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Siekawitch v. Siekawitch (4/10/98), 956 P 2d 447

     Notice:  This opinion is subject to correction before publication in
the Pacific Reporter.  Readers are requested to bring errors to the attention of
the Clerk of the Appellate Courts, 303 K Street, Anchorage, Alaska 99501, phone
(907) 264-0608, fax (907) 264-0878.


                              )    Supreme Court No. S-8233
             Appellant,       )
                              )    Superior Court No.
     v.                       )    3AN-95-4803 CI
AMY SIEKAWITCH,               )    O P I N I O N
             Appellee.        )    [No. 4966 - April 10, 1998]

          Appeal from the Superior Court of the State of
Alaska, Third Judicial District, Anchorage,
                   Michael L. Wolverton, Judge.

          Appearances: Dan Allan, Law Office of Dan
Allan, Anchorage, and Colleen Baxter, Ross & Miner, Anchorage, for
Appellant.  Kathryn M. Coleman, Law Office of Kathryn M. Coleman,
Anchorage, for Appellee.

          Before: Matthews, Chief Justice, Compton,
Eastaugh, Fabe, and Bryner, Justices.  

          FABE, Justice.

          This appeal arises out of a dispute between Daniel and
Amy Siekawitch over the custody of their two children.  The parties
filed a petition for dissolution of marriage in which they agreed
that Daniel would have physical custody and that they would
amicably arrange for visitation.  Their subsequent efforts to agree
upon a visitation schedule failed, and Amy moved for a "Specific
Physical Custody Schedule."  Following a hearing, the superior
court ordered the parties to share physical custody equally.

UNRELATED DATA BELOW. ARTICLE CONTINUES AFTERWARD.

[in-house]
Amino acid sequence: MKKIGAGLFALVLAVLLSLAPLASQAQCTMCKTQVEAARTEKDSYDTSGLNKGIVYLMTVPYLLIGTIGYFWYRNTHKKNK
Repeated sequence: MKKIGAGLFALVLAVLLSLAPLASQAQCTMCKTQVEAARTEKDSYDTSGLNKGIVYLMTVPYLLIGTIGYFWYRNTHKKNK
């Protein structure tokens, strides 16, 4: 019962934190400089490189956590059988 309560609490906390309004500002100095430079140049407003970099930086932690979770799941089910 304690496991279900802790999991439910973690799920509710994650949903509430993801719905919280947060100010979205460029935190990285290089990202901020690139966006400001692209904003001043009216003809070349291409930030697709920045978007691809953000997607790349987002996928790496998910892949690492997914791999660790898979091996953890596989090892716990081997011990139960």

Daniel appeals on three grounds.  First, he argues that the
superior court violated his due process rights by failing to
provide him with notice of its intention to modify physical
custody.  Second, he argues that the superior court erred by
failing to find a change in circumstances sufficient to modify
custody.  Finally, he argues that the superior court erred by
failing to consider the proper statutory criteria in determining
the best interests of the children.  We affirm.
          Daniel and Amy Siekawitch married in 1987.  They
separated for the final time in October 1994 and were divorced by
decree of dissolution of marriage in July 1995.  They are the
parents of two children, ages two and four at the time of the
divorce.  In their dissolution petition, Daniel and Amy agreed that
they would be awarded joint legal custody and that Daniel would be
awarded physical custody of the children.  They checked the box on
the form petition for dissolution that states, "[w]e do not want to
state specific visitation times here.  We agree that we will be
able to amicably decide in the future on reasonable visitation
          After their separation in October 1994, Daniel and Amy
lived with their respective parents.  The children lived with
Daniel during the week and with Amy during the weekend.  Amy
enrolled in Alaska Computer Institute, graduated in April 1995, and
was employed several weeks later.  By October Amy had moved into
her own home and sought additional time with the children. 
According to Amy, Daniel was not receptive to this idea.
          Daniel and Amy sought to mediate their dispute over the
course of several months.  The mediation was unsuccessful, and Amy
filed a "Motion for Specific Physical Custody Schedule."  Superior
Court Judge Michael L. Wolverton granted the motion, deeming it a
"Motion for Specific Visitation Schedule,"and ordered each party
to file a proposed visitation schedule.  Amy proposed alternating
week visitation during the school year and alternating two-week
periods during the summer.  Daniel proposed that Amy have
visitation three weekends per month and one night per week during
the school year, and alternate weekends and one week per month
during the summer.
          Daniel then moved for an evidentiary hearing, which was
held in April 1997.  Following the hearing, the court announced